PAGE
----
[Techie Tuesday] Meet the man who went from being a restaurant busboy to heading engineering at OpenText
In this week’s Techie Tuesday, we feature Muhi S Majzoub, the Engineering VP and Chief Product Officer at OpenText. Hailing from Lebanon, Muhi was a civil engineering student who worked his way through a computer science course and now heads engineering and product at OpenText
If things had gone according to plan, Muhi S Majzoub would have been a civil engineer. But as John Lennon famously said: “Life is what happens while you are busy making other plans.”
And so Muhi became part of the evolving world of technology.
Involved with software and product for over two decades, he is now Engineering VP and Chief Product Officer at OpenText, an enterprise information management company. Along the way, he also started his own company, and worked at Oracle and CA Technologies.
To him, the best part of software development is “seeing the look on the face of users when you show them a program that solves a business challenge, or automate a business process and make it 10 times more effective”.
In his two-decade-long career, Muhi has been an engineer, developer coder, product developer, and a product manager. But he hasn’t faced any difficulties in donning all these different hats.
“The balance is really simple. We find ways to bring value to every feature we add to our products. That's one of the tough questions we challenge ourselves with as a leadership team. We challenge each other to ensure that every feature we're building adds value at the end to customers. Sometimes, engineers can over-engineer things with time as you layer things. This can become very complicated – it may be unusable for the end user due to the complexity,” he says.
From Lebanon to the US
Hailing from Lebanon, Muhi’s parents had no connection to technology.
Remembering his years in Lebanon, he says: “The economy largely depends on farming, agriculture, and tourism. There are beautiful beaches and resorts, and but the country was torn by civil war. So, I spent most of my high school year trying to find a place near Europe, which I could call home so I could build a better future.”
Muhi went to the US as a student on a one-way ticket to study civil engineering at San Francisco State University. He worked three jobs to put himself through school.
“I worked as a security guard in the library at school, worked as a busboy in a restaurant, cleaned bathrooms and parking lots, and learned civil engineering. I learned Concrete, Fortran, and worked with software. But my tryst with technology didn’t start until one of my professors said ‘“See me after class’.”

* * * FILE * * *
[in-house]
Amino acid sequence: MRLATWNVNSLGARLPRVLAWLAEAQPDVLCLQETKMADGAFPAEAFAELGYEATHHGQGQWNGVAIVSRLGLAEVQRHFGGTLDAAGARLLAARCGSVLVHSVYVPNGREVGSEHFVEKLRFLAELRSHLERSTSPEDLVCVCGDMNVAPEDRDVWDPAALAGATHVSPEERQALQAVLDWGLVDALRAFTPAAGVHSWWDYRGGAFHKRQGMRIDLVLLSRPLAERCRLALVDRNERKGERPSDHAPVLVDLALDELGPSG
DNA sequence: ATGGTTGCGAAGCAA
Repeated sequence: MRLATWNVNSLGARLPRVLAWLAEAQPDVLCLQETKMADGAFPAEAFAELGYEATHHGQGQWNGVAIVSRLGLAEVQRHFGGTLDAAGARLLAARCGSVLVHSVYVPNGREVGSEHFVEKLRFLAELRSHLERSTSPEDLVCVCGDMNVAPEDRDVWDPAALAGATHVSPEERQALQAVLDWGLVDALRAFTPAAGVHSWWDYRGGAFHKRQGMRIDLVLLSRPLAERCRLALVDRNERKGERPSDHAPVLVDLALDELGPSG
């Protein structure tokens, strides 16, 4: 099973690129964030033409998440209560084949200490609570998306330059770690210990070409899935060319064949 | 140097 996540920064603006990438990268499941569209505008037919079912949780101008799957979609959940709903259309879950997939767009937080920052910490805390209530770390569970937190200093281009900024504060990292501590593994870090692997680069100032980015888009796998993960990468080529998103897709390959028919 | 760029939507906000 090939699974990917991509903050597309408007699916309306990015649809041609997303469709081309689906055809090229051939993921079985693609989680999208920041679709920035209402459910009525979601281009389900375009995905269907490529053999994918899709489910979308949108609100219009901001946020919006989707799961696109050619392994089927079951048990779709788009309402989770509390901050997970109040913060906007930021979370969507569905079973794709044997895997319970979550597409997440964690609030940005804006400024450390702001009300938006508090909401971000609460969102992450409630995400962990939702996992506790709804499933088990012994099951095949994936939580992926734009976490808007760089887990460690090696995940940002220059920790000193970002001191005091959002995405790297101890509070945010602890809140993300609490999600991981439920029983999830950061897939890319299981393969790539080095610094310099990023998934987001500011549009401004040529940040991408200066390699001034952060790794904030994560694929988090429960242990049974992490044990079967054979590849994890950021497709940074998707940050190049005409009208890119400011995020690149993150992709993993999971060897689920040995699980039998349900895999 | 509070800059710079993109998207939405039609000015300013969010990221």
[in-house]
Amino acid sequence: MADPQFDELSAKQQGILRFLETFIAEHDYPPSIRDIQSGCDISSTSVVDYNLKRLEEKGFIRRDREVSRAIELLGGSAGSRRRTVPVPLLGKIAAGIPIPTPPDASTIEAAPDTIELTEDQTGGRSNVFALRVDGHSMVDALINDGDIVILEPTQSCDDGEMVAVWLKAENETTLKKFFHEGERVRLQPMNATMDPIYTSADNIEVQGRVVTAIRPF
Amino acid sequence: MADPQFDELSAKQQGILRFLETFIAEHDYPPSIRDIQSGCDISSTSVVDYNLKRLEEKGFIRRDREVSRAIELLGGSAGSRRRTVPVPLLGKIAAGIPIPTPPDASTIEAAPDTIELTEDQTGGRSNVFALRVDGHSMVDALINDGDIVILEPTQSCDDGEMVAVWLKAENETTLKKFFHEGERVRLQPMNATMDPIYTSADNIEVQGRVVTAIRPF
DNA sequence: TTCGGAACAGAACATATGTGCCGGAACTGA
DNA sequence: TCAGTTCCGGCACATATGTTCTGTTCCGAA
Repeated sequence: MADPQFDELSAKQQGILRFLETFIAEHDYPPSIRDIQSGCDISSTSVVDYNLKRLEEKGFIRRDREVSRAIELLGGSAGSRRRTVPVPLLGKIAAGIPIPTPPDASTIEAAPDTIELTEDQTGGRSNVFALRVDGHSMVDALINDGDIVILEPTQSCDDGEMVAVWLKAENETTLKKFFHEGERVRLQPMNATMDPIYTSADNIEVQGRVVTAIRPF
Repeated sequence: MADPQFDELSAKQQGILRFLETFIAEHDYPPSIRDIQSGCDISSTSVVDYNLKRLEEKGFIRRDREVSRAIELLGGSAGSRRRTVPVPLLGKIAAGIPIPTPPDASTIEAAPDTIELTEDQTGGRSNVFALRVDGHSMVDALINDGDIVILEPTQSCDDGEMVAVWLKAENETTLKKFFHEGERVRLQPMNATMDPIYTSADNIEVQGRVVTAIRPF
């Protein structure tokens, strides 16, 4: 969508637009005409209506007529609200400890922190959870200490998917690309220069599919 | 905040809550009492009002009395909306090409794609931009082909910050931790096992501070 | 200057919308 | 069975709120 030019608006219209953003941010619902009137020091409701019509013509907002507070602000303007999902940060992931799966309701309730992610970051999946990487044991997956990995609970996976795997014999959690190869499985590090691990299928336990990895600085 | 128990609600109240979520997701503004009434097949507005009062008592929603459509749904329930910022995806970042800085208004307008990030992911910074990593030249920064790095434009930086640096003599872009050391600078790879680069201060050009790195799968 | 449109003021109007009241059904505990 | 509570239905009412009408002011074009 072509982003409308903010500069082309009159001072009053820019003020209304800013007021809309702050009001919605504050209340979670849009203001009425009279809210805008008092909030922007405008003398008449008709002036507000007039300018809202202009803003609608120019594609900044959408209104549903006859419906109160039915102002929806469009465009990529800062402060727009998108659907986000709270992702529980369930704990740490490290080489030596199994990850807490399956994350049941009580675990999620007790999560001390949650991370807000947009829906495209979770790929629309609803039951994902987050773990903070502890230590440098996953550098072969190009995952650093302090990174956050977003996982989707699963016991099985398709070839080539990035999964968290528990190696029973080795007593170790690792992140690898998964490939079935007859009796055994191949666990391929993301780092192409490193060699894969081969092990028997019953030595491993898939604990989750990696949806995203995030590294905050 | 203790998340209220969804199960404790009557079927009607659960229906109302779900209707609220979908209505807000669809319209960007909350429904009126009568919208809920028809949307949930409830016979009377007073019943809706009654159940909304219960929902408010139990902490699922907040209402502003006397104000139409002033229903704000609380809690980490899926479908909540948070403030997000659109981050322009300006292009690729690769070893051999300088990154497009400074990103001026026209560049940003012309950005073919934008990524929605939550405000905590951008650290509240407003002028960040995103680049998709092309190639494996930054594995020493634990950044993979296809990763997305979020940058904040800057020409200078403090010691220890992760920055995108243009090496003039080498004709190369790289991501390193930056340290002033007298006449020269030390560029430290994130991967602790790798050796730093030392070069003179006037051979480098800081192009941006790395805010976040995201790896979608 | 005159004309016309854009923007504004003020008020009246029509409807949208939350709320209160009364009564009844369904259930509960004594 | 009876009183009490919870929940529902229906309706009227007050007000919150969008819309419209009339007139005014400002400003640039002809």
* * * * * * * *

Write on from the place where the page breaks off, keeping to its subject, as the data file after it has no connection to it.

The instruction worried Muhi, who felt his work was below par. But the professor told him it was “a pity you are a civil engineer”. “That scared me even more. But then he said ‘you should be a computer programmer, the way you think and your logic’.”
It was the fall semester of 1983. Muhi says this insight helped him turn his life around after the professor helped him transfer from the civil engineering department to the computer science one.
The first computer
Muhi went on to buy his first Apple 2E computer and started programming using Pascal Compiler and C compilers.
“I started learning Prolog; that's when I became fascinated with the system. I started studying on my own in the library, and two years later dropped out of school to open my company and financially put myself in a much better position as we were doing a lot of consulting work,” he says.
But they weren’t a software house, which led him to an important decision: to work with either IBM or Oracle to learn how to build software and make products, which are outside of programming.
In 1988, Muhi got into Oracle, which is where he learnt everything to do with engineering, product marketing, software building, and product making.
“I remember sitting in meetings with Larry Ellison so many times. He would say to everyone in the company that ‘if you're hungry to learn, we're hungry to feed’. He would give us access to any software; he would help educate us, train us. I started picking up development skills in sequel form.
“I became an expert in an Oracle database at one point and did a lot of database work in development before moving to applications and becoming a true software engineer and learning about the discipline of product management and marketing, and more. This ended up influencing me and helped advance my career,” Muhi says.
At Oracle, in the 90s, he built a call centre product with their defect management system; that system continues to be used at Oracle today. Muhi was the manager of the development team that architected and delivered the Oracle store. He was also the architect and in charge of the delivery of their marketing automation system, first built internally for Larry.
Balancing product and engineering
It was at Oracle that he understood the balance between engineering and product. He realised that over-engineering doesn’t help. “A program that is supposed to do one thing very well is doing 20 different things that aren’t good; it makes everything all the more complicated.”
Today, while building products he works to ensure that customers will be benefited, either by a feature that is more usable or a new set of automation.